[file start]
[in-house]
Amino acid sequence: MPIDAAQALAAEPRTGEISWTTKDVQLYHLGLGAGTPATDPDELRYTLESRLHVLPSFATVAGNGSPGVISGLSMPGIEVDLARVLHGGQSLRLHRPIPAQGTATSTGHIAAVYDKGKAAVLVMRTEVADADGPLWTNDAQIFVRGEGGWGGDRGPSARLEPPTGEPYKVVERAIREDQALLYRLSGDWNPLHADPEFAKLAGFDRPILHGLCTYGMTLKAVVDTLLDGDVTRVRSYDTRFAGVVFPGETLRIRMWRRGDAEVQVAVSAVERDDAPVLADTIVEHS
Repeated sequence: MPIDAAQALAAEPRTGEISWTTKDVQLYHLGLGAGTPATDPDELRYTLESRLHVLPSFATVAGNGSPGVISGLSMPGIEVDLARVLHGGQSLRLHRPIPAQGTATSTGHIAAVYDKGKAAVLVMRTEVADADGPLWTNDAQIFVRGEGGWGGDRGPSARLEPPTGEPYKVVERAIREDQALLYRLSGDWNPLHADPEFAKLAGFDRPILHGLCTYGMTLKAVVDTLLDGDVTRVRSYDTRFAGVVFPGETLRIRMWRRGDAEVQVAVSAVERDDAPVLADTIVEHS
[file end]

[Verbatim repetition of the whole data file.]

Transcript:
[in-house]
Amino acid sequence: MPIDAAQALAAEPRTGEISWTTKDVQLYHLGLGAGTPATDPDELRYTLESRLHVLPSFATVAGNGSPGVISGLSMPGIEVDLARVLHGGQSLRLHRPIPAQGTATSTGHIAAVYDKGKAAVLVMRTEVADADGPLWTNDAQIFVRGEGGWGGDRGPSARLEPPTGEPYKVVERAIREDQALLYRLSGDWNPLHADPEFAKLAGFDRPILHGLCTYGMTLKAVVDTLLDGDVTRVRSYDTRFAGVVFPGETLRIRMWRRGDAEVQVAVSAVERDDAPVLADTIVEHS
Repeated sequence: MPIDAAQALAAEPRTGEISWTTKDVQLYHLGLGAGTPATDPDELRYTLESRLHVLPSFATVAGNGSPGVISGLSMPGIEVDLARVLHGGQSLRLHRPIPAQGTATSTGHIAAVYDKGKAAVLVMRTEVADADGPLWTNDAQIFVRGEGGWGGDRGPSARLEPPTGEPYKVVERAIREDQALLYRLSGDWNPLHADPEFAKLAGFDRPILHGLCTYGMTLKAVVDTLLDGDVTRVRSYDTRFAGVVFPGETLRIRMWRRGDAEVQVAVSAVERDDAPVLADTIVEHS